What an infuriating concoction Jonathan Levine's 50/50 is. There hasn't been a film in some time that's this genuinely admirable, but almost completely misguided; so, Adam (Joseph Gordon-Levitt) has cancer. He's 27, works editing stories for a radio station, exercises regularly, doesn't smoke or drink, even refuses to have a driver's license because it's "the fifth leading cause of death." Ho-ho the irony. Nevertheless, his cancer leads him to reevaluate his life, consisting of a troubled relationship with cheating girlfriend Rachael (Bryce Dallas Howard), his potentially selfish best friend Kyle (Seth Rogen), a distant relationship with Mom (Anjelica Huston), and his newfound interest in baby-shrink Katherine (Anna Kendrick). Bonding comes amidst chemo sessions with two old-timers, a new-found appreciation for medicinal marijuana, and occasional ventures with Kyle to get laid (Adam reluctantly uses his cancer to attract women). There's much delight to be found in small moments here, such as a brilliant three-way comedic exchange when Kyle discovers Rachael's infidelity, Gordon-Levitt's vacillating levity and anger (strong performance), and the film's refusal to pander by engaging religious matters of any sort. Nevertheless, in opting for the latter, 50/50 panders to secular pride, not choosing atheism via dialectics, but through cowardice, as if screenwriter Will Reiser doesn't have the cojones to broach the subject and Levine isn't concerned about calling him on it.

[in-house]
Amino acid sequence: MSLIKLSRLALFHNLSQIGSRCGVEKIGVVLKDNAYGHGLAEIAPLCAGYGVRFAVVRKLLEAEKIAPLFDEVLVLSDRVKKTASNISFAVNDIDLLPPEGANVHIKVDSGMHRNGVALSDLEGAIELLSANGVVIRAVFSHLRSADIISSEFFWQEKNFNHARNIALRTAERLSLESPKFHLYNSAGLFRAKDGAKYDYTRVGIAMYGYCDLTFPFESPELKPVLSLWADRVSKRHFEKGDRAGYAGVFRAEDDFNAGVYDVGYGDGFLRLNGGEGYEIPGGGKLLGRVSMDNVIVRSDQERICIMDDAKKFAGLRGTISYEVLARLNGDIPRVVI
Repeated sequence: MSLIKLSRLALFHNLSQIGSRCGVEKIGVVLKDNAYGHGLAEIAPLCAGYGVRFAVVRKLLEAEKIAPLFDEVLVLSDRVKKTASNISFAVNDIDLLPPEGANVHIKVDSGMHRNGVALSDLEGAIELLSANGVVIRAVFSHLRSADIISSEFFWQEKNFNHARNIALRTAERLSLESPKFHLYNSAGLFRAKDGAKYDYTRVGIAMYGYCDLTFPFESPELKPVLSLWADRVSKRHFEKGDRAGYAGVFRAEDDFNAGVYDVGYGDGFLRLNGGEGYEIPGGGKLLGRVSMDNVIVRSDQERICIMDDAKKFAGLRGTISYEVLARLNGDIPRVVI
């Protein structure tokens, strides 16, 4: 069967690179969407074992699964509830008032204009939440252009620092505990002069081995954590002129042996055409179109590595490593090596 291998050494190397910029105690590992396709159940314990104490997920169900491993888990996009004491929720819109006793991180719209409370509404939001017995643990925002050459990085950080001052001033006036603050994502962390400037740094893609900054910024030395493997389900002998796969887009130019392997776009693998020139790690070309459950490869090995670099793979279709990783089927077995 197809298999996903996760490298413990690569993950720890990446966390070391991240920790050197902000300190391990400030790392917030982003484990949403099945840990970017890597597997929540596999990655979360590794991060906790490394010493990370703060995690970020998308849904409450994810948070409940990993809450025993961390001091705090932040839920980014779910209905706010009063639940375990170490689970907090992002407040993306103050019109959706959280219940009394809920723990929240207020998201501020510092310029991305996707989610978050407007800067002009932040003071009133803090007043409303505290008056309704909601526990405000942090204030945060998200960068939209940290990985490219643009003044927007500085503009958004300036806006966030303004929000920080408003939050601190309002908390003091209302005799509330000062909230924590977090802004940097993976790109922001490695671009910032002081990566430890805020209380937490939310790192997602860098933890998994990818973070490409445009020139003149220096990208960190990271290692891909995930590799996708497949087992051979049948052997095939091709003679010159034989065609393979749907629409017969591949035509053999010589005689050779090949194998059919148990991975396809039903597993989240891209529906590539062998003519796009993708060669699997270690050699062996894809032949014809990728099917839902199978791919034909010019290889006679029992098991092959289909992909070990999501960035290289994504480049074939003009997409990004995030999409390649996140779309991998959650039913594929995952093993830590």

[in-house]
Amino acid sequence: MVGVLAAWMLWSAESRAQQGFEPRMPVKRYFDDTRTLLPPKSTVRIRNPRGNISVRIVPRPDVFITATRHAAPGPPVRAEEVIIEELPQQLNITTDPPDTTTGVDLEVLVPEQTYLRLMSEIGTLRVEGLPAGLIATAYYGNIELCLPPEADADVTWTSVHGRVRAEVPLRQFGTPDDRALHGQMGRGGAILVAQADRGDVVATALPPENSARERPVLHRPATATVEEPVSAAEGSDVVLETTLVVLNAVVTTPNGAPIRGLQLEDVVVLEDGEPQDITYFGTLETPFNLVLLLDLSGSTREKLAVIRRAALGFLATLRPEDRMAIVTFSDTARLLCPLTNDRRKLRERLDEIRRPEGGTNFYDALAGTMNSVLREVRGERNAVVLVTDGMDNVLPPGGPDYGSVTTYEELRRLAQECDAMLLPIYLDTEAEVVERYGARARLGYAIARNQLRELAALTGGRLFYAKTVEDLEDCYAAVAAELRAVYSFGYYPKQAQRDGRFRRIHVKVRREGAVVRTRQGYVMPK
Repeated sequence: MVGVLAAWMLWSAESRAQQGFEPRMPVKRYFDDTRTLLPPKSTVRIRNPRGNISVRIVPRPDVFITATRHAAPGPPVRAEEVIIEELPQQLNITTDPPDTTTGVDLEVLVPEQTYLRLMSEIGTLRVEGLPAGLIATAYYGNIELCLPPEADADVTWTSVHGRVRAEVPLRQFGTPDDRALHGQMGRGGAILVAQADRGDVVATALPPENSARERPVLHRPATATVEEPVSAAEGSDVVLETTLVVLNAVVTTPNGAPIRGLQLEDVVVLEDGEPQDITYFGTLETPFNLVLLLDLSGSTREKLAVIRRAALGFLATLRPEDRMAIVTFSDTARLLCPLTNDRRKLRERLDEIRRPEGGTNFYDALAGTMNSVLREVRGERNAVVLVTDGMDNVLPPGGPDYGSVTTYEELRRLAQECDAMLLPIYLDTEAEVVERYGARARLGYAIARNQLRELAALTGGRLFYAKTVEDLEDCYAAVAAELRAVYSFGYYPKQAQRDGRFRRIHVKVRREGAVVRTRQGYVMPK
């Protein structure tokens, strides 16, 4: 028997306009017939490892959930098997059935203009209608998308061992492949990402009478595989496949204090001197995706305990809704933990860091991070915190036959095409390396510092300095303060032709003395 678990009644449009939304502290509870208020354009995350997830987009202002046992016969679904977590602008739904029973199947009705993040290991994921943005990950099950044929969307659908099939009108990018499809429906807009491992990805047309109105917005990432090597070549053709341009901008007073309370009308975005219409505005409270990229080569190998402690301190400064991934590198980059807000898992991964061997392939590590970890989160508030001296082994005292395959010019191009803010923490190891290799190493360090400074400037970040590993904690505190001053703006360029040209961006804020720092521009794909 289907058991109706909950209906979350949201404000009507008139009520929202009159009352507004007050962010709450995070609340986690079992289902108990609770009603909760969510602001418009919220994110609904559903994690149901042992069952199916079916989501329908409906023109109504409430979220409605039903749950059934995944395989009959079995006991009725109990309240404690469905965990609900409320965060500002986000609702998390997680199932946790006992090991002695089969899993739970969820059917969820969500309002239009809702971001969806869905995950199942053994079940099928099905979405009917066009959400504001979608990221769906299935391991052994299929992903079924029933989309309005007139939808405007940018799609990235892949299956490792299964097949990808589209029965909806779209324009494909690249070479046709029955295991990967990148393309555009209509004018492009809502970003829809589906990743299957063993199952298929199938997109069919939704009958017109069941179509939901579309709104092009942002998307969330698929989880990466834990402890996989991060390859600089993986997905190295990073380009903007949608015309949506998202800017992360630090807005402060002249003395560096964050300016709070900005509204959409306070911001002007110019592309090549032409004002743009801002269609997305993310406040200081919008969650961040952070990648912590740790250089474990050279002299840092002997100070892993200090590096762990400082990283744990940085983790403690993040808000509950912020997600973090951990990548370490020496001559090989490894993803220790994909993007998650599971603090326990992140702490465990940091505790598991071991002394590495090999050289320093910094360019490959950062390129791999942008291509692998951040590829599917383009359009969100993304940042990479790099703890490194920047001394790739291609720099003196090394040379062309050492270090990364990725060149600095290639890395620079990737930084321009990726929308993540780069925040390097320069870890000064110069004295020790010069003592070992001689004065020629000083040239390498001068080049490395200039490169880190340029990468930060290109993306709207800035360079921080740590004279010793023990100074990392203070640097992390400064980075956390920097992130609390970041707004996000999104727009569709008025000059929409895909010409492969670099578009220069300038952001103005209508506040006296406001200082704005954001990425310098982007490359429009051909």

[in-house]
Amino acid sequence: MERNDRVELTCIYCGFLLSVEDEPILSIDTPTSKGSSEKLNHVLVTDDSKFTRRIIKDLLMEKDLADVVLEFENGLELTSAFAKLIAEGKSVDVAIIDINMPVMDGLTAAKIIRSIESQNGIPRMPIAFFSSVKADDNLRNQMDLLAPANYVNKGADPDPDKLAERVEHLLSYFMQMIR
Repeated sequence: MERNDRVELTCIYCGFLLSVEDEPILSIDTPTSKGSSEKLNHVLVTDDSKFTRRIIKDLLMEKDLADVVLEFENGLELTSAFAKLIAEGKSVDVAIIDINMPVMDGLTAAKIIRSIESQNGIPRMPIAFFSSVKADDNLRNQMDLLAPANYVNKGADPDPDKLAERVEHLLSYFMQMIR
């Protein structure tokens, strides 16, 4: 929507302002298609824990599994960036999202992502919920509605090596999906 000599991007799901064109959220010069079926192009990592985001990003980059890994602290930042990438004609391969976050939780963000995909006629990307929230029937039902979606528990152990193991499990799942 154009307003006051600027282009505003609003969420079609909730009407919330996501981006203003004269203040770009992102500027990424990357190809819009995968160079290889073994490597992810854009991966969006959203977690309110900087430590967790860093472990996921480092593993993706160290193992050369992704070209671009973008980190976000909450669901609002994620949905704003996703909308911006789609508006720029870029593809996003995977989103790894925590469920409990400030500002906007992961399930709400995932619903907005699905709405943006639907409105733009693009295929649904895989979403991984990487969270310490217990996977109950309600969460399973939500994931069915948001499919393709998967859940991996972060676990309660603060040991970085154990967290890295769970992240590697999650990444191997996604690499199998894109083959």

Moreover, amidst this absence, Levine opts for syrupy indie-pathos, his film custom-fitted with a self-pitying soundtrack, tidy moments of pain and pleasure, and characters that never give the lead any real instances of trauma. Rogen's douchebag demeanor disguises genuine empathy and self-doubt; Kendrick's artless tactics evoke her girlish sexuality; Dallas Howard's shrew gets an audience pandering "fuck-you" send-off. Adam never really has to face death - the film vapidly struggles with repressed fears and incomprehensible mortality. The extent of his pain explodes during a screaming session in a car, followed by an "I love you" phone call to an in-bed, reading Kendrick (what a saint). Where's the shittiness? Where's the subjective trauma, the uncorked rage, the endless questioning, the desertion, the isolation, the feelings of utter helplessness? Reiser and Levine have little interest in really putting Adam up against it for, when one friend leaves, another one enters, inherently sluggish choices that merely placate viewers who want to shed a false tear. Most offensive, though, is the ending, not just that Gordon-Levitt is (spoiler) going to be okay, but that his survival is patly, garishly used for succinct closure, regressing back to opening idiotic behavior/discussion (Rogen swabs ointment on Adam's back scar...with his finger! HAHA), and an official meet-cute between healthy Adam and willing Katherine that completely tanks all conceptions that 50/50 is anything more than liberal-baiting idiocy.